This article originally appeared at Anti-Media.
On Friday, the government of China made it officially clear to Chinese companies that overseas investments in projects linked to the “One Belt, One Road” initiative will take priority going forward.
“Profound changes are taking place in international and domestic situations, and Chinese enterprises face not just relatively good opportunities but also various risks and challenges in overseas investments,” the State Council wrote in its introduction of the new rules.
The Belt and Road Initiative, unveiled in 2013, is China’s grand plan to link over 6o countries across Asia, Africa, the Middle East and Europe through infrastructure such as roads, railways and ports.
The guidelines, according to the government, are meant to “promote the continuous and orderly and healthy development of overseas investment” in Belt and Road-linked countries, and to “effectively guard against all kinds of risks and to better meet the needs of national economic and social development.”
Without naming the “One Belt, One Road” initiative directly, the State Council’s language leaves little room for confusion, directing Chinese companies to focus overseas investments on enterprises that “promote the ‘one way along the road’ construction” and “infrastructure interconnection” between countries.
The goal appears to be to limit Chinese companies’ exposure to overseas investment risk by channeling those funds into projects that support the Belt and Road initiative. This is evidenced by a statement released by another Chinese government entity on Friday. From Reuters:
“China will strengthen rules to defuse risks for domestic companies investing abroad and curb ‘irrational’ overseas investment in its Belt and Road initiative, the state planner said on Friday.
“The National Development and Reform Commission (NDRC) said in an online statement lauding the Belt and Road initiative that it would provide better guidance on risks to companies investing overseas in order to prevent ‘vicious’ competition and corruption.”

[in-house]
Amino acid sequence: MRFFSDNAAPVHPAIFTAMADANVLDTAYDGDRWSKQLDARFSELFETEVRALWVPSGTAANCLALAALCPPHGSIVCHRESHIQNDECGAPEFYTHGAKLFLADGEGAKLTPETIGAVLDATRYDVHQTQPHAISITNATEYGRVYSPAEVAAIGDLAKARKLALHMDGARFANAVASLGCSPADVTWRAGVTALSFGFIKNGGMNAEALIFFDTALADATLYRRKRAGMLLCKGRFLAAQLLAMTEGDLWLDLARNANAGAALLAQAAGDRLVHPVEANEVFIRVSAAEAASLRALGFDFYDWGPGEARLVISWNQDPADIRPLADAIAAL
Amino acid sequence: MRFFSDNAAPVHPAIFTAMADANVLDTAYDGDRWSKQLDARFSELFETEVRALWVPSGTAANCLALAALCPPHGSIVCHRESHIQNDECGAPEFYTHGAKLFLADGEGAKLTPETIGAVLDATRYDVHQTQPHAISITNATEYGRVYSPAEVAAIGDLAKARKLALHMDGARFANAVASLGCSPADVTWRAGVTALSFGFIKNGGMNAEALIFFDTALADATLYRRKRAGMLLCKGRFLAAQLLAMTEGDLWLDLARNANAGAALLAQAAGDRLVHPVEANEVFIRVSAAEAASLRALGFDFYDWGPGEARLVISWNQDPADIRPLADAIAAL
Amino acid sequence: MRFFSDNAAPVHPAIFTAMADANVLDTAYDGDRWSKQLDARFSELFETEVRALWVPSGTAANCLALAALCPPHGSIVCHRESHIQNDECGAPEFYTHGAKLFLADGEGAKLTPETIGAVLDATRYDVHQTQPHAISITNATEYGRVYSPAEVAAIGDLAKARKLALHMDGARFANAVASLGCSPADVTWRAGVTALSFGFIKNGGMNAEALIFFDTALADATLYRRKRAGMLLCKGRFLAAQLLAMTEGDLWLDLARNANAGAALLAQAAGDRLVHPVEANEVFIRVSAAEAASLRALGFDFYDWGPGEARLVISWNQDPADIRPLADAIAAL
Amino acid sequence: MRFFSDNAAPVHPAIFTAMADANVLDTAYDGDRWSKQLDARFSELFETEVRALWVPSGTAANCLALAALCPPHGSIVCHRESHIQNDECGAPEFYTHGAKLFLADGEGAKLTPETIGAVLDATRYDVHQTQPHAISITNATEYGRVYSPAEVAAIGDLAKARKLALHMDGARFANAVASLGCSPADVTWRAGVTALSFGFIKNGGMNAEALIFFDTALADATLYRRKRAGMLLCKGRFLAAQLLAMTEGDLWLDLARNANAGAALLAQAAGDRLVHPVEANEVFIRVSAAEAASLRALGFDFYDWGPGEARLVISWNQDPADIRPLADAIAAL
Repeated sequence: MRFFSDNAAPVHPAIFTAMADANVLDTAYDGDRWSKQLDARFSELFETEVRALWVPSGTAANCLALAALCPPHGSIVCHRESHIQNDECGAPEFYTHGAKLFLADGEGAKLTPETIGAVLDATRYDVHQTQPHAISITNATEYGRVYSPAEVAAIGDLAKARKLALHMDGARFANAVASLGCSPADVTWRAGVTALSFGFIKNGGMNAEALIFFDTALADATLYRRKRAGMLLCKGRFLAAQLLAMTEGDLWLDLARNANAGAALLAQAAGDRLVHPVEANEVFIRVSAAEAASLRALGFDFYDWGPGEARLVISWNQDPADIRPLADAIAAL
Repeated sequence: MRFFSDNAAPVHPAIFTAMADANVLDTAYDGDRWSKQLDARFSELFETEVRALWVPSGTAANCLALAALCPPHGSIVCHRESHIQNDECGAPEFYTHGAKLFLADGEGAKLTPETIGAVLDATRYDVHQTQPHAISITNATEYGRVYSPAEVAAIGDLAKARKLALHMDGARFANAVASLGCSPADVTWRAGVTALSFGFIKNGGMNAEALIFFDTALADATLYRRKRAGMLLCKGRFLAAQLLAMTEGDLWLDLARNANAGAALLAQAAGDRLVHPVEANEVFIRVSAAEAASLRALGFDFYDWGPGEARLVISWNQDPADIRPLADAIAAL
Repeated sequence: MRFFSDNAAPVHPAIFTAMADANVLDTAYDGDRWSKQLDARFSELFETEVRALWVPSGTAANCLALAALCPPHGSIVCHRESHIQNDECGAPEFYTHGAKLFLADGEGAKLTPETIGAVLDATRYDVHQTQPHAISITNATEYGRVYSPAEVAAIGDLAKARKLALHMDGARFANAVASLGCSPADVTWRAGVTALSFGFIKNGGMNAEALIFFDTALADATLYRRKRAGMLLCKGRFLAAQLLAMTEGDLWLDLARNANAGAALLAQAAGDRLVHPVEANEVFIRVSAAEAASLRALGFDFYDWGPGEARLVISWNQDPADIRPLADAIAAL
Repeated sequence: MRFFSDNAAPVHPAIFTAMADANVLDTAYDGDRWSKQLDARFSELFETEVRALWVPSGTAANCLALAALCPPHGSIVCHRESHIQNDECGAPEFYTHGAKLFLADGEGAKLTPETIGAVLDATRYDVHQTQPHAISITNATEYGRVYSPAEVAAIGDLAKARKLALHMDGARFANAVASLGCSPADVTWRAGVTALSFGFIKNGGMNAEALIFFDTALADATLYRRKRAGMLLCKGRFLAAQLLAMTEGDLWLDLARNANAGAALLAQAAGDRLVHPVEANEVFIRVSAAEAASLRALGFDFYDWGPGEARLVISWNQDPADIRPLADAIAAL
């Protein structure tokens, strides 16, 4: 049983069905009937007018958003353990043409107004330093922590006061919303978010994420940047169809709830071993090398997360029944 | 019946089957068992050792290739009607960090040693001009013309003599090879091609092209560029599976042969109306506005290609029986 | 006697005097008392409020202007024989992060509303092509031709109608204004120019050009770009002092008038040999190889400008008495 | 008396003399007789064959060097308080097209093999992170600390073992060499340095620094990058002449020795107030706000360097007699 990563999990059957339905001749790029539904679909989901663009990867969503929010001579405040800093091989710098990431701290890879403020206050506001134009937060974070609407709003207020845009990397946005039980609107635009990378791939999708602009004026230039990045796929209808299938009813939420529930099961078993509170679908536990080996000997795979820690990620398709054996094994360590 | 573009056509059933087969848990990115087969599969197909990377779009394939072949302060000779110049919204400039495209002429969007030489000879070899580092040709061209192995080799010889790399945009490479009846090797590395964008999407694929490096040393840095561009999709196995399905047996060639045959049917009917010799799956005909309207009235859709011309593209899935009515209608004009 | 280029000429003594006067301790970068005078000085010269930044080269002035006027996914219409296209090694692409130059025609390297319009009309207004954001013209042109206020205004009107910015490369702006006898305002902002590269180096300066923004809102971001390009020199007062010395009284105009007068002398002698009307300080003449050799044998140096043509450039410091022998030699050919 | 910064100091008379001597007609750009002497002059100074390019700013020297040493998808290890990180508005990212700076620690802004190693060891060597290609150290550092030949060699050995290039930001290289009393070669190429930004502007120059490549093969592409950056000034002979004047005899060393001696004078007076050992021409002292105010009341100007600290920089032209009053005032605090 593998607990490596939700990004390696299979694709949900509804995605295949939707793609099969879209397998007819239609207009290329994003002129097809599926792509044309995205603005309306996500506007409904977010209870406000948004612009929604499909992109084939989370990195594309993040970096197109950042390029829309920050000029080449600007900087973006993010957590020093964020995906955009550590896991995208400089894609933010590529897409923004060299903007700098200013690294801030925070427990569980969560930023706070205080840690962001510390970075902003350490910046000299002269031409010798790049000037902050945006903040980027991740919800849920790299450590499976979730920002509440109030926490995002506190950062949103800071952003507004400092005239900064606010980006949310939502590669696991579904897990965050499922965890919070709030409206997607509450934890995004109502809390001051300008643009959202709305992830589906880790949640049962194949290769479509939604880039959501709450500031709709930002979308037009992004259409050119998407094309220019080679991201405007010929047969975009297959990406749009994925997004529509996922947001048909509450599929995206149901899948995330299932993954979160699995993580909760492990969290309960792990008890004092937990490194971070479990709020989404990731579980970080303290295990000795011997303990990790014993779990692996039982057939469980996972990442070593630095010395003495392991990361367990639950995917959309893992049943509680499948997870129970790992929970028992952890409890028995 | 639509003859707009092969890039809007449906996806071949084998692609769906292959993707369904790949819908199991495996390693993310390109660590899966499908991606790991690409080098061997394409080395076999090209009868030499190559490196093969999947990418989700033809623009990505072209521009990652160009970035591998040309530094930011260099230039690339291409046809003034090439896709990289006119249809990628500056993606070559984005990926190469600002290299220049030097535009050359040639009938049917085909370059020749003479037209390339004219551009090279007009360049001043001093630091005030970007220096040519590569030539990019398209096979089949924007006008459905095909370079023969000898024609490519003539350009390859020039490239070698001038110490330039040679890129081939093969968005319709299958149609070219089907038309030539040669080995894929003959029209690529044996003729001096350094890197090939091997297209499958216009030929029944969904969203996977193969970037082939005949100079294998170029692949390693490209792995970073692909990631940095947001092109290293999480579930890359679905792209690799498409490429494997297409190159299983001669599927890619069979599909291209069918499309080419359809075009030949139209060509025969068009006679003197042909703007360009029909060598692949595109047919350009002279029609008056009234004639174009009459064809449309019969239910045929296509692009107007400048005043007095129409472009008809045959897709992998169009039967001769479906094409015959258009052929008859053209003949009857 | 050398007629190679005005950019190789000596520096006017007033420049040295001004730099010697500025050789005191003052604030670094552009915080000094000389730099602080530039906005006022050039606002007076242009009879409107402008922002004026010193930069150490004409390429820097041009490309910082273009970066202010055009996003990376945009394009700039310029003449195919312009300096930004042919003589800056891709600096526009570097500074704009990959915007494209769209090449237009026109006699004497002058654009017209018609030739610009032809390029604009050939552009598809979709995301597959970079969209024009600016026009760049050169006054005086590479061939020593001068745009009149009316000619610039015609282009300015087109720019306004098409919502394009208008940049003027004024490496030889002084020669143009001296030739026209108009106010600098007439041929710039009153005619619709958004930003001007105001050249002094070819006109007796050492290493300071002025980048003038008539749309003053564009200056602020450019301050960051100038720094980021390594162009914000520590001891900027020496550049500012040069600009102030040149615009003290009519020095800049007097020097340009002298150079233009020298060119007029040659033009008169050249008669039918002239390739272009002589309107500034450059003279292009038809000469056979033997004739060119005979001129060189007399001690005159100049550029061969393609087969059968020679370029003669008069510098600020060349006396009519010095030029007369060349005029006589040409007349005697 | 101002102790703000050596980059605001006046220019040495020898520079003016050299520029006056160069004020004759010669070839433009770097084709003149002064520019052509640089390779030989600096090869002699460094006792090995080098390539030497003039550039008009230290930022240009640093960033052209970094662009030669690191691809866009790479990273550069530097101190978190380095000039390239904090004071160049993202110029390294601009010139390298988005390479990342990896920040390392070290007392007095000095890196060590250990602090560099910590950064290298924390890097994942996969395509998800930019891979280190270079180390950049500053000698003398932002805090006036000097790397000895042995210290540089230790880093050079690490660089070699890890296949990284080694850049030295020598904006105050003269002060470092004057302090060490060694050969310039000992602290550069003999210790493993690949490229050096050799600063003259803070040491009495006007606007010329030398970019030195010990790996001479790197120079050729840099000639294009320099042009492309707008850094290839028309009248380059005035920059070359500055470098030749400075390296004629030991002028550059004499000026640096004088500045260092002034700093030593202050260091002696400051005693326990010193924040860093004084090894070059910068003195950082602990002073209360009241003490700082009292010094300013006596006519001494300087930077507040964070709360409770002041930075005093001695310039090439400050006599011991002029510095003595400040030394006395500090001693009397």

The NDRC statement highlights the Chinese government’s emphasis that the economic health of China itself should be a major consideration when contemplating overseas investments:
“Some companies focused on property rather than the real economy, which, instead of boosting the domestic economy, triggered capital outflows and shook financial security.”
This tendency of the Chinese government to go easy on companies looking to invest overseas in Belt and Road-linked enterprises was pointed out earlier this week in a Reuters exclusive published Tuesday:
“Companies enjoy a relatively smooth approval process for deals along the Belt and Road project as regulators tend to put them in a different basket when reviewing outbound investments, according to lawyers and dealmakers.”
Continuing, Reuters notes that outbound deals “currently take as long as six months to be approved by Chinese regulators” but that “Belt and Road investments tend to get regulatory clearance within three or four months.”
One Chinese financial analyst told Reuters that if you’re “doing One Belt, One Road, that becomes the first sentence in the document” for companies seeking approval to make overseas investments.
Andrew Polk, co-founder of research firm Trivium China, told Bloomberg on Friday that China’s codification of a new set of investment rules to favor Belt and Road projects makes sense given all the earlier indications:
“This is the state saying we want better say over where China’s resources are going abroad. We didn’t have a clear accounting of this before, but we could piece it all together from what was said by various elements of the government. Now it’s de jure policy while previously it was de facto policy.”